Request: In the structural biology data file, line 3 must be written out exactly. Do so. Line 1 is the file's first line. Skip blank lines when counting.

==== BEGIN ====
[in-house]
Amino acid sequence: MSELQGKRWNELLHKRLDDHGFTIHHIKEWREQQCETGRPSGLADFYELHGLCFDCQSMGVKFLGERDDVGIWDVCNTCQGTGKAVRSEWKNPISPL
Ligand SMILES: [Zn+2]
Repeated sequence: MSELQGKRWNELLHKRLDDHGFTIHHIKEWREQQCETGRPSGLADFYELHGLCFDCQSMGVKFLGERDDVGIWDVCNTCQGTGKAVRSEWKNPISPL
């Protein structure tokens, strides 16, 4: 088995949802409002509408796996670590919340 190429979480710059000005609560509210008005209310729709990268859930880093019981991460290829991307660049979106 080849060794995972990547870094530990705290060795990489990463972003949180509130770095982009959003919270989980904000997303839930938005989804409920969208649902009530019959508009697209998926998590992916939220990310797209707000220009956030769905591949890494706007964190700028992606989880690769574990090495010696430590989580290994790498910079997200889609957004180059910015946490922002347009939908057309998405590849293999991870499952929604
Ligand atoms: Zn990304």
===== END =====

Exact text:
Ligand SMILES: [Zn+2]